The real focus of the scene, however, was on that table at the end of the corridor, beside some bales of hay, where the two protagonists would have their final struggle. The bales were in place, and the gun that would be used in the scene was lying on the table, hidden among the liniment bottles and grooming brushes. In the rafters above, a second camera was already aimed at the double doors to catch Emily when she rode into the stable after hearing the gunshot, and all the lights were positioned for maximum effect when turned on.
With his knee, Zack nudged the table an inch to the left, then he shifted a couple of bottles on it and moved the butt of the gun so that a glimpse of it would be in view of the camera, but he did it more out of restlessness than necessity. Sam Hudgins, the director of photography, and Linda Tompkins, the set dresser, had already done their usual impeccable job of translating Zack's ideas for a scene into an actual set that was perfectly arranged and complete in every detail, creating exactly the effect Zack envisioned. Suddenly anxious to get started and get the ordeal over with, Zack turned and headed for the door, his footsteps echoing hollow on the gleaming floor tiles.
Huge floodlights illuminated the side yard where the crew was helping themselves from a buffet and eating at picnic tables or sitting on the grass. Tommy spotted Zack as soon as he walked into the lit area, and at Zack's nod, he called out, "All right everybody, ten more minutes, then we get started."
There was a flurry of movement as crew members stood up and headed toward the stable or went to the buffet table to grab another cold drink. In an effort to trim unnecessary expense from the swollen budget, Zack had kept only the essential crew here and sent everyone else back to the West Coast, including a second and third assistant director and several production assistants. Even without the extra help, Tommy Newton was managing to handle everything with little loss of efficiency.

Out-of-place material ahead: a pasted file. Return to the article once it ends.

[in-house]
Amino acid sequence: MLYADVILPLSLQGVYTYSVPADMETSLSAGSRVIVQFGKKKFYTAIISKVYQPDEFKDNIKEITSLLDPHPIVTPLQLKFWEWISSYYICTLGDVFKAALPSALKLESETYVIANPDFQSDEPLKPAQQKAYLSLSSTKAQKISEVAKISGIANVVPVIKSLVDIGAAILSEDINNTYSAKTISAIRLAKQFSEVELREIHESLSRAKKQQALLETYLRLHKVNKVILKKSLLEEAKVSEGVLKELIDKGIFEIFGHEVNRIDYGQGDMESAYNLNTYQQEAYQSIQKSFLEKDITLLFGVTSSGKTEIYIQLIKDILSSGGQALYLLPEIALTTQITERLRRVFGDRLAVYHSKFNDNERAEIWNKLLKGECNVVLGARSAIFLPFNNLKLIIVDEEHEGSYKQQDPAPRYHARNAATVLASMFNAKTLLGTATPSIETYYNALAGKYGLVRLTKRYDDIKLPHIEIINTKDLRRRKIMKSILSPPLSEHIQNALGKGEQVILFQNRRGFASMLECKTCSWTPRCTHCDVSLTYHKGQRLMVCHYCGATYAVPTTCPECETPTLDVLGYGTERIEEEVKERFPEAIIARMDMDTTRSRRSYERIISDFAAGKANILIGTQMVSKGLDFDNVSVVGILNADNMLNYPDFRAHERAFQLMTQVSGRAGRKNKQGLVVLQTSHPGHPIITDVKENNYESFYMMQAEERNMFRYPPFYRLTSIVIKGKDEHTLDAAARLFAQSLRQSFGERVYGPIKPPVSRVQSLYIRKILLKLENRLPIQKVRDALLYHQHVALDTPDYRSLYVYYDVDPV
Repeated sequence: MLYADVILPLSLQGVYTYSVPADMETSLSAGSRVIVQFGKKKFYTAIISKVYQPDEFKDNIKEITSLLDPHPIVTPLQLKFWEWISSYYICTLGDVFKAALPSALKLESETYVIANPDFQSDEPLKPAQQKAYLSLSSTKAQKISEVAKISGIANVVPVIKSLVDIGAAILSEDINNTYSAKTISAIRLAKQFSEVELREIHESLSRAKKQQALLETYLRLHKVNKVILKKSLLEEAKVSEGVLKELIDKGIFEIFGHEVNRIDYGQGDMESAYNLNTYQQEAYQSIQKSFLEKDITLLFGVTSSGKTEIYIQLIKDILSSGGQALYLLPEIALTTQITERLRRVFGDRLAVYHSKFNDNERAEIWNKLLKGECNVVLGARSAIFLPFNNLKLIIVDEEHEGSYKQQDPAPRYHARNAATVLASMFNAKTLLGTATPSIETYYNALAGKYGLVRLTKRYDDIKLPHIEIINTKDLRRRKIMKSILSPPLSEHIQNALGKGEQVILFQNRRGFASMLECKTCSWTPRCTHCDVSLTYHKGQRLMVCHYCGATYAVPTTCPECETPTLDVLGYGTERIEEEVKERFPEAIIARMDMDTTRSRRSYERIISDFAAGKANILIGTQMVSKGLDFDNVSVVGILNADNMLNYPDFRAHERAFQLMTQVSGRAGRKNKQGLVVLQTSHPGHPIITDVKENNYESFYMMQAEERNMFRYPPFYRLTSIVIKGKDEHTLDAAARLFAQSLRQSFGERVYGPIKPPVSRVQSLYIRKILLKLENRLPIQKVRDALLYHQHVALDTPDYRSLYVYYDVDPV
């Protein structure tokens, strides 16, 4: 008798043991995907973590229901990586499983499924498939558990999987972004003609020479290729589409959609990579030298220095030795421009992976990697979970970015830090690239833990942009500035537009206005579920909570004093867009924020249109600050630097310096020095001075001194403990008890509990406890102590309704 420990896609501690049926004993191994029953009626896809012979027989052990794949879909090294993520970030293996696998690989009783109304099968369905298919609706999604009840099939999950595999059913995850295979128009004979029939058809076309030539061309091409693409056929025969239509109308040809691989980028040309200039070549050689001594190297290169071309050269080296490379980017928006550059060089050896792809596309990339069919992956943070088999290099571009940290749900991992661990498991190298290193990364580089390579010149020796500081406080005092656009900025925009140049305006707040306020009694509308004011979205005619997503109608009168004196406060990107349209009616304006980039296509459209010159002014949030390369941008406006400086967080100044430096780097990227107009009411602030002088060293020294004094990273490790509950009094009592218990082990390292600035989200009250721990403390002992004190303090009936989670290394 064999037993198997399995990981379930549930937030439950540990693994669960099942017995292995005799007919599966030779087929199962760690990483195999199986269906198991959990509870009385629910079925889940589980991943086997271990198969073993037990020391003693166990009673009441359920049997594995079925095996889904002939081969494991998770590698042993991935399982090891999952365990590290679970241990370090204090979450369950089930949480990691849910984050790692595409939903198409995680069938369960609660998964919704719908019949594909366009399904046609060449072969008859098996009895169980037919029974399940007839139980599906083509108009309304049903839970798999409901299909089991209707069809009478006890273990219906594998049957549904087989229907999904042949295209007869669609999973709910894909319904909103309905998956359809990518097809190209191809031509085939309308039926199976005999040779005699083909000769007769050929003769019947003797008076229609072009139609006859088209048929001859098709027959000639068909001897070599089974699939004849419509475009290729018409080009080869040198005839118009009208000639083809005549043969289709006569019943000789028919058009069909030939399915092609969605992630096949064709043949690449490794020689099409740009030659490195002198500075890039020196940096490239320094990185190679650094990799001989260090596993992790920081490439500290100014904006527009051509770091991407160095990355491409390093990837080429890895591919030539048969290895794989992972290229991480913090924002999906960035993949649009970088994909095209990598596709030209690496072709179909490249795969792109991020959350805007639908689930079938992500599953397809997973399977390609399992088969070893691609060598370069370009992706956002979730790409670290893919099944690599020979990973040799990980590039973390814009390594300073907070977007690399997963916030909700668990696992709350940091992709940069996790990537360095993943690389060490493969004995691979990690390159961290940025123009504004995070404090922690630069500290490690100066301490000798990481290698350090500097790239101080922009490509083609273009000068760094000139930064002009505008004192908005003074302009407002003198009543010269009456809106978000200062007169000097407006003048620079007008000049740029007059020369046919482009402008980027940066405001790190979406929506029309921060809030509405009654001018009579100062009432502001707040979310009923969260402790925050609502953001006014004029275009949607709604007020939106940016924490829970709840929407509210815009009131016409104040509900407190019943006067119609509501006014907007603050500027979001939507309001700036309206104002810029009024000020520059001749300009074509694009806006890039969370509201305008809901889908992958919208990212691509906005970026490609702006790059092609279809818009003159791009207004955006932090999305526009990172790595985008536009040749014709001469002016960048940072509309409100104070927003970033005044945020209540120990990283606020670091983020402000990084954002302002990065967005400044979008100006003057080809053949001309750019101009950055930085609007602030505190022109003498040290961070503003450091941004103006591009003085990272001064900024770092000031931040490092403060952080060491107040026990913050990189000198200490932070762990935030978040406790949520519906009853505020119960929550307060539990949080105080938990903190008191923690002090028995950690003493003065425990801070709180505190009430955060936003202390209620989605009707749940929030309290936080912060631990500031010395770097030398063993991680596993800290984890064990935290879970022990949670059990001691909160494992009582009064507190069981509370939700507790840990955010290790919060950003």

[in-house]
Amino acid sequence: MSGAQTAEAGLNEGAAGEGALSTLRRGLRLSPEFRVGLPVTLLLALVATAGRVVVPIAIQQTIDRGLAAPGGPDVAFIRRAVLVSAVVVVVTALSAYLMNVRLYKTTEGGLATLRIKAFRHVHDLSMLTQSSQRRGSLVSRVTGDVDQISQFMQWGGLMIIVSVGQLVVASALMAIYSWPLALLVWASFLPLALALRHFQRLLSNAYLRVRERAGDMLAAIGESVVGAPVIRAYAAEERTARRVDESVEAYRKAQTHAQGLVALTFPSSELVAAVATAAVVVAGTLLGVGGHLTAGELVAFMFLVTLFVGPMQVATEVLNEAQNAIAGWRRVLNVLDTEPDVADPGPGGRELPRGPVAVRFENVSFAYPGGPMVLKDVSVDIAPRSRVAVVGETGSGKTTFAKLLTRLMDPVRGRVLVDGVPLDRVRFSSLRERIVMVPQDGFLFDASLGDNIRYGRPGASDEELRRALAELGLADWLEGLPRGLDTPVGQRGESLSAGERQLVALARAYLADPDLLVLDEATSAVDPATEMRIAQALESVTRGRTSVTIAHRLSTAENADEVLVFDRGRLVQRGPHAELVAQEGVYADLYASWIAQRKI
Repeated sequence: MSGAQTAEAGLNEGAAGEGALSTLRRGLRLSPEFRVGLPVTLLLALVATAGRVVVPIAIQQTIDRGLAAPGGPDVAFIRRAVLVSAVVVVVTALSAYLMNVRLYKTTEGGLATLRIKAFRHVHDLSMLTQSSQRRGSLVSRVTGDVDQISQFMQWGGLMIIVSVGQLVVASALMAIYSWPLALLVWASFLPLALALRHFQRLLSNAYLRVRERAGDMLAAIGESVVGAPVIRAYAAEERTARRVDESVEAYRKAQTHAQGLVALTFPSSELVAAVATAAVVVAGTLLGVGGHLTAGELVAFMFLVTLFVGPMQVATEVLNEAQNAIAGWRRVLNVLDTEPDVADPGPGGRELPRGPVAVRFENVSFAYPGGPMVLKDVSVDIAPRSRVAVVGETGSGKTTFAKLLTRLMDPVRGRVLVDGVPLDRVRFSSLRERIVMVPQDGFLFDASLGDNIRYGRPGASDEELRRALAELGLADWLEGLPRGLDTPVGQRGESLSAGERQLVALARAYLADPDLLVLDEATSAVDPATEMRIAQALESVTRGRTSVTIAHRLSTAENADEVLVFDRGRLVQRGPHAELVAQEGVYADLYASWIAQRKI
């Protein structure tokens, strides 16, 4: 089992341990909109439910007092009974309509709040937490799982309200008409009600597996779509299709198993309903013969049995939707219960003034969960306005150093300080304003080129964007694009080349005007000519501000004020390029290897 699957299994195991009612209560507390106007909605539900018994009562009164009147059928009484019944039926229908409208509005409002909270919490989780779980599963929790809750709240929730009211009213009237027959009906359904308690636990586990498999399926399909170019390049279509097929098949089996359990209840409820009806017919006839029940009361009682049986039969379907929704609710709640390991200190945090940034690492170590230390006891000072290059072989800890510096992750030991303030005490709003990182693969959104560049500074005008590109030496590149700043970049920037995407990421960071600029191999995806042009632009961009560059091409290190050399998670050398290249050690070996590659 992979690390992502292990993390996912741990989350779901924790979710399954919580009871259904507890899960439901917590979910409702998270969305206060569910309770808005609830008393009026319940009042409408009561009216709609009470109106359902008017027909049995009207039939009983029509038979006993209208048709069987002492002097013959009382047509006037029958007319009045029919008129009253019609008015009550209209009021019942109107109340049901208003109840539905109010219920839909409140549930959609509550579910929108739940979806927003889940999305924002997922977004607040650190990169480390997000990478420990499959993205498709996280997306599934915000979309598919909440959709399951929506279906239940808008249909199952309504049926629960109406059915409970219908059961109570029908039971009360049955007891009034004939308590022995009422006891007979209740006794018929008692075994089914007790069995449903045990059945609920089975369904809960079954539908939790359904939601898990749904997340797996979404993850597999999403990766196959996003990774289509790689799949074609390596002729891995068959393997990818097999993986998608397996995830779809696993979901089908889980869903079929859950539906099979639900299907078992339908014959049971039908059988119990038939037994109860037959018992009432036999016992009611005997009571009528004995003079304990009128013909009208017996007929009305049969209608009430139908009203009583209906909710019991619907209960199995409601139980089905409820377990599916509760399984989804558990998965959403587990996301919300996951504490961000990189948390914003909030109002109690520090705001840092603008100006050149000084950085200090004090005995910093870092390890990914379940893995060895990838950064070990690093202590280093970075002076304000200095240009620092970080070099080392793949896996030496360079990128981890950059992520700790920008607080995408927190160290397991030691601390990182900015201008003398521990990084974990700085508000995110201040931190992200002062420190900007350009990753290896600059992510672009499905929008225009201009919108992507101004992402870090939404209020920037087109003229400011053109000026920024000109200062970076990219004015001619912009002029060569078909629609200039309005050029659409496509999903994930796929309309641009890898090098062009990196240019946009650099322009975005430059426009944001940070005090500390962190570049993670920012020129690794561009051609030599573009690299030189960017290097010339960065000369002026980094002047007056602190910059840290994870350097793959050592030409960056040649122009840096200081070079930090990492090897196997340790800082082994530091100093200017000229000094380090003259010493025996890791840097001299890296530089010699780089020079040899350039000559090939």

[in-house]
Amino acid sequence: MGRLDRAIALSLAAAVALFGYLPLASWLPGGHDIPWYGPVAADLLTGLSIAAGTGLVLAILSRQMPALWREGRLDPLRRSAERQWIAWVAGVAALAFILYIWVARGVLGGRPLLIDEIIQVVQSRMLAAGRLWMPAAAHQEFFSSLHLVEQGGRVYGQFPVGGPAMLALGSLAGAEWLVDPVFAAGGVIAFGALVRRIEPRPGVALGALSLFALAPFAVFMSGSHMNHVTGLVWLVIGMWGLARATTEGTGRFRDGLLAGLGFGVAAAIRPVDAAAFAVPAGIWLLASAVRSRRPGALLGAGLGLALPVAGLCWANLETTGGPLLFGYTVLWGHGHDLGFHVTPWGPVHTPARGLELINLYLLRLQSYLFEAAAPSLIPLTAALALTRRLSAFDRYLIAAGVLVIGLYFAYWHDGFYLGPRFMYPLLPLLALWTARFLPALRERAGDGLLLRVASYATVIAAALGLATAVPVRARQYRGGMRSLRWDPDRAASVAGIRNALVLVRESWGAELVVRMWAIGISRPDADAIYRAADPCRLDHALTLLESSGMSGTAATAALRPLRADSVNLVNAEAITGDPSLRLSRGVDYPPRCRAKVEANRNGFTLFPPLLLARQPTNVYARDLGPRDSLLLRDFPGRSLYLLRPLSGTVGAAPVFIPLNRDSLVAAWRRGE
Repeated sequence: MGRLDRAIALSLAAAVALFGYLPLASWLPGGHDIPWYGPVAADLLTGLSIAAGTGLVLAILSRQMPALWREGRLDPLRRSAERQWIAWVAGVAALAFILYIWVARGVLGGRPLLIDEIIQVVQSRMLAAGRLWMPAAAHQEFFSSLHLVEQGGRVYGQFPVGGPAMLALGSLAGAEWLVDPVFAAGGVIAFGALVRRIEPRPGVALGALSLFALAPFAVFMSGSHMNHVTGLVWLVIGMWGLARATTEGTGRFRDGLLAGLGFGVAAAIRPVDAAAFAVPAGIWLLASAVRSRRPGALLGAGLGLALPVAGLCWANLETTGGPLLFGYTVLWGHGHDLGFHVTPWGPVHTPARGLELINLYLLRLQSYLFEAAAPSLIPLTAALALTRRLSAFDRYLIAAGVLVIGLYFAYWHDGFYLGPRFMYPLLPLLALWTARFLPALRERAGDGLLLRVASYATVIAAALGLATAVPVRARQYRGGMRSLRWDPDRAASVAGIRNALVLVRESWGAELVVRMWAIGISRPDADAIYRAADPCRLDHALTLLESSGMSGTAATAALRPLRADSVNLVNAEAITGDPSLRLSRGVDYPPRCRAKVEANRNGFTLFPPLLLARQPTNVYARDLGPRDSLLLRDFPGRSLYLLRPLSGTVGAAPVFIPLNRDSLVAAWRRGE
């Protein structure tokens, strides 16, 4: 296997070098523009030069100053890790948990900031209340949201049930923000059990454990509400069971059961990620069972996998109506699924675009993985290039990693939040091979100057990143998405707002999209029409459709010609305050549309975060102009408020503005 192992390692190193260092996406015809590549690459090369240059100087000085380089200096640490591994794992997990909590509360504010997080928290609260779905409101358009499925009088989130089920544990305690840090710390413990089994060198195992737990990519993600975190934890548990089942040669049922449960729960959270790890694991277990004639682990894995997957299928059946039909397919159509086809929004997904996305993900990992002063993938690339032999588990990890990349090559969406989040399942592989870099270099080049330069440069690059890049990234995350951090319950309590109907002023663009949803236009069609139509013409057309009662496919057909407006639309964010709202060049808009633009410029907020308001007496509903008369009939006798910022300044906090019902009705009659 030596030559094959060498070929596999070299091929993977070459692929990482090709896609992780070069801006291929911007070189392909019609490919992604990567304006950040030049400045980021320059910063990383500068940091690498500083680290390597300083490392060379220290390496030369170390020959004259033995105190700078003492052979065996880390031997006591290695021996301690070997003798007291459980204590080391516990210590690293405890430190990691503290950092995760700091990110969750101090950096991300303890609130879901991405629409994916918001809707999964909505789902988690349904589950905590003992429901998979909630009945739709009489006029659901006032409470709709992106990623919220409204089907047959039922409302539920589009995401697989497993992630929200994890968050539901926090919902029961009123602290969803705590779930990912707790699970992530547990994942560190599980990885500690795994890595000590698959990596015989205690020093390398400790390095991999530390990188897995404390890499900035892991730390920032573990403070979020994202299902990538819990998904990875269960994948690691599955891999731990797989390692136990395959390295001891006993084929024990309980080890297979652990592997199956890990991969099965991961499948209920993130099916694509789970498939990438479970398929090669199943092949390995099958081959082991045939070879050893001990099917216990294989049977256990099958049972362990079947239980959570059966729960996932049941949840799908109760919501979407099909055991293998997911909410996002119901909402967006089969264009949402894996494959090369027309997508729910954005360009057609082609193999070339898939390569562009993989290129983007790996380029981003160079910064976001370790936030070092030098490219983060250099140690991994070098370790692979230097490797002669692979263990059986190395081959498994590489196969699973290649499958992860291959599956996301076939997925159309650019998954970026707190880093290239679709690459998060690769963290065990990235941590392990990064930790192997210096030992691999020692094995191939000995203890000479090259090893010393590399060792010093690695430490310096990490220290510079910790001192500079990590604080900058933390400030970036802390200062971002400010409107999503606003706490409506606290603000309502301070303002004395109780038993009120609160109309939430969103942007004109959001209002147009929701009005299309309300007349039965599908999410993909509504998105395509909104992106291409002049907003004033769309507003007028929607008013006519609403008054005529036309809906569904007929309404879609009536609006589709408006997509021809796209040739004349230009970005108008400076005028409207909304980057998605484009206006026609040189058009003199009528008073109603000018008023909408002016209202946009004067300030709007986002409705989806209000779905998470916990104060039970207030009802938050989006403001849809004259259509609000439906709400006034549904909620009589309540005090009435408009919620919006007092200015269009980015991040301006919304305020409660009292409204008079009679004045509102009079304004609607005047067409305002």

Zack watched him send his only production assistant over to Austin's trailer, and a moment later, he saw Austin and Rachel both emerge from it, followed by their hairdressers and a makeup artist. Austin looked uneasy and slightly ill; Zack hoped his ribs were killing him. Rachel, on the other hand, walked right past the crew and Zack with her head proudly high—a queen who was accountable to no one. Emily McDaniels was pacing back and forth in front of her real-life father, practicing her lines with him. With her Shirley Temple dimples, she was sixteen years old and still looked little more than eleven. She glanced up just as Rachel walked past her, and her face froze with dislike, then she jerked her gaze back to her father and continued practicing her lines. Since Emily had originally liked Rachel very well, Zack attributed the child's sudden change in attitude to her loyalty to him, and he was momentarily touched by that. He was reaching for a roast beef sandwich from the buffet when Diana Copeland's soft, sympathetic voice startled him. "Zack?"